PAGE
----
John Wooden said, “The scoreboard? Championships? A sales quota? The bottom line? As goals, predictions, hopes, or dreams to be sealed up (in an envelope) and filed away, fine. But, as a day to day preoccupation they’re a waste of time, stealing attention and effort from the present and squandering it on the future. You control the former, not the latter.
“An organization - a team - that’s always looking up at the scoreboard will find a worthy opponent stealing the ball right out from under you....” Coach seldom scouted the opposition, focusing instead on what needed to be done to improve his team and prepare them to be the best they could be.
How do we get from here to there? Jim Collins, in his Good to Great, describes CEOs with many different styles, but all successfully leading their companies to the pinnacles of success. How do we do that for ourselves? Is wanting something enough? Is the intention to be great, to be successful, to be rich enough? Is imagining or visualizing the "there" enough?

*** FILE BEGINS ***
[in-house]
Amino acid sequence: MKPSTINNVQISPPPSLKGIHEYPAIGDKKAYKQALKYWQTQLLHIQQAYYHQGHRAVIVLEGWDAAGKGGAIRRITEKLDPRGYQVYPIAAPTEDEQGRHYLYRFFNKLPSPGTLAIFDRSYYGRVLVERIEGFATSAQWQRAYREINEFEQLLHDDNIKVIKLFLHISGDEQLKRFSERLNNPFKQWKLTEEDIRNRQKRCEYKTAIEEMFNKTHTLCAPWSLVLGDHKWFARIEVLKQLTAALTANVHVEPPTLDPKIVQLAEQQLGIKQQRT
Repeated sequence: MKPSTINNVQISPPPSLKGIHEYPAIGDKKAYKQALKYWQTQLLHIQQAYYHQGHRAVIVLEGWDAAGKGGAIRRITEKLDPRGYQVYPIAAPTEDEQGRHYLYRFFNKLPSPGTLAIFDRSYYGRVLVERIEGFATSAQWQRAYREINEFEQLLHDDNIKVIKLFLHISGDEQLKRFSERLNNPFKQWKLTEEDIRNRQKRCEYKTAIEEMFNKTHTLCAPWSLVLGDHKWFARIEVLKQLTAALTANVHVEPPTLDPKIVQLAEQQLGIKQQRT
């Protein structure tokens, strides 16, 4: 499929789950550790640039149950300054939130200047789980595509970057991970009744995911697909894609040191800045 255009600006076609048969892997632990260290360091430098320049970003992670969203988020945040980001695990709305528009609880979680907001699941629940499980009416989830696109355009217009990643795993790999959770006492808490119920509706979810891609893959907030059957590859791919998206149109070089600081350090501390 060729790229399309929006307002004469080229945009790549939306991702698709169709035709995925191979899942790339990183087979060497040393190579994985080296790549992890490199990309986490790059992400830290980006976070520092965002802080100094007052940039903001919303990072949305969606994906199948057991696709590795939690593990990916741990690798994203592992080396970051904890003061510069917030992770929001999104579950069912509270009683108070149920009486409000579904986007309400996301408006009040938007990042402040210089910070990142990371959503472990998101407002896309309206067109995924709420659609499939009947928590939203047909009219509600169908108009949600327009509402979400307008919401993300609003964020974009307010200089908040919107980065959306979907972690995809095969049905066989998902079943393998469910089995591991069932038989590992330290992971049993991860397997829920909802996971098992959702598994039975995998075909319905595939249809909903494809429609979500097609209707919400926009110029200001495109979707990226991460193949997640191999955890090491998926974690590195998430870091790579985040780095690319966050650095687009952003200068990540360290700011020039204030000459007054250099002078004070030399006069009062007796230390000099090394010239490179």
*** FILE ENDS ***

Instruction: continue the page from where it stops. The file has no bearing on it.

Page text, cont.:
I suspect not. First, we must identify where we are. Then we must honestly address what our current state or condition is. And finally, we must develop new approaches to deal with the troubling challenges we face. As Dr. Phil might say, in the popular vernacular, "How's this working for you?" And if what you're doing now isn't working for you, you've got to change your pattern, your actions ... and not merely wanting the change. You've first got to think it through and, then as my coach, Alan Weiss, might say, develop the "Resolve" to change.